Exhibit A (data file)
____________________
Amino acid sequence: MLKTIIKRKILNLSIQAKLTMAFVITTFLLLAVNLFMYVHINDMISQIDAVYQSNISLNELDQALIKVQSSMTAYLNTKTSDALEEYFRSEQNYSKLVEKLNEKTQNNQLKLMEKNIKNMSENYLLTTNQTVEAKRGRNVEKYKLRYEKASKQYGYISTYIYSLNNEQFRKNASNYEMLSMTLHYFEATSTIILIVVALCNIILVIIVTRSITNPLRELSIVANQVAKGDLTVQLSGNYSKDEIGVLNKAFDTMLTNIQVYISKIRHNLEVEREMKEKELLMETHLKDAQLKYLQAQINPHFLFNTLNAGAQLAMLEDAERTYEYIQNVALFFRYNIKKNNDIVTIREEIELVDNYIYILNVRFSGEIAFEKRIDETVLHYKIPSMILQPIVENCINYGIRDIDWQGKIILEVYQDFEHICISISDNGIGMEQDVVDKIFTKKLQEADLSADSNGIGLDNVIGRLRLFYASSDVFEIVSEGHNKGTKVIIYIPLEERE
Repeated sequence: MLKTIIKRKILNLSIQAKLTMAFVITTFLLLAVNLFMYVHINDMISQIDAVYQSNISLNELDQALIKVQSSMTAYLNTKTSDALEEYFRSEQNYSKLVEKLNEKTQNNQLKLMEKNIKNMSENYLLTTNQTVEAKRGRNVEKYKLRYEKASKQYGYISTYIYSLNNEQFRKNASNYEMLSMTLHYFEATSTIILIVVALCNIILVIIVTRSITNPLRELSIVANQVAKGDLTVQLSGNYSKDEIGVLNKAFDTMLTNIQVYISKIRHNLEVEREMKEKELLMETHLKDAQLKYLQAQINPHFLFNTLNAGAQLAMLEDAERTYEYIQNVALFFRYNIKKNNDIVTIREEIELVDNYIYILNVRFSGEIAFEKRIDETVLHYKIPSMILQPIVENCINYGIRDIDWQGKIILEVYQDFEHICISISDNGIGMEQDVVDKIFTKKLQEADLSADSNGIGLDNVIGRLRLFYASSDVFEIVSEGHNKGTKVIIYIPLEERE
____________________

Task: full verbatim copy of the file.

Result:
Amino acid sequence: MLKTIIKRKILNLSIQAKLTMAFVITTFLLLAVNLFMYVHINDMISQIDAVYQSNISLNELDQALIKVQSSMTAYLNTKTSDALEEYFRSEQNYSKLVEKLNEKTQNNQLKLMEKNIKNMSENYLLTTNQTVEAKRGRNVEKYKLRYEKASKQYGYISTYIYSLNNEQFRKNASNYEMLSMTLHYFEATSTIILIVVALCNIILVIIVTRSITNPLRELSIVANQVAKGDLTVQLSGNYSKDEIGVLNKAFDTMLTNIQVYISKIRHNLEVEREMKEKELLMETHLKDAQLKYLQAQINPHFLFNTLNAGAQLAMLEDAERTYEYIQNVALFFRYNIKKNNDIVTIREEIELVDNYIYILNVRFSGEIAFEKRIDETVLHYKIPSMILQPIVENCINYGIRDIDWQGKIILEVYQDFEHICISISDNGIGMEQDVVDKIFTKKLQEADLSADSNGIGLDNVIGRLRLFYASSDVFEIVSEGHNKGTKVIIYIPLEERE
Repeated sequence: MLKTIIKRKILNLSIQAKLTMAFVITTFLLLAVNLFMYVHINDMISQIDAVYQSNISLNELDQALIKVQSSMTAYLNTKTSDALEEYFRSEQNYSKLVEKLNEKTQNNQLKLMEKNIKNMSENYLLTTNQTVEAKRGRNVEKYKLRYEKASKQYGYISTYIYSLNNEQFRKNASNYEMLSMTLHYFEATSTIILIVVALCNIILVIIVTRSITNPLRELSIVANQVAKGDLTVQLSGNYSKDEIGVLNKAFDTMLTNIQVYISKIRHNLEVEREMKEKELLMETHLKDAQLKYLQAQINPHFLFNTLNAGAQLAMLEDAERTYEYIQNVALFFRYNIKKNNDIVTIREEIELVDNYIYILNVRFSGEIAFEKRIDETVLHYKIPSMILQPIVENCINYGIRDIDWQGKIILEVYQDFEHICISISDNGIGMEQDVVDKIFTKKLQEADLSADSNGIGLDNVIGRLRLFYASSDVFEIVSEGHNKGTKVIIYIPLEERE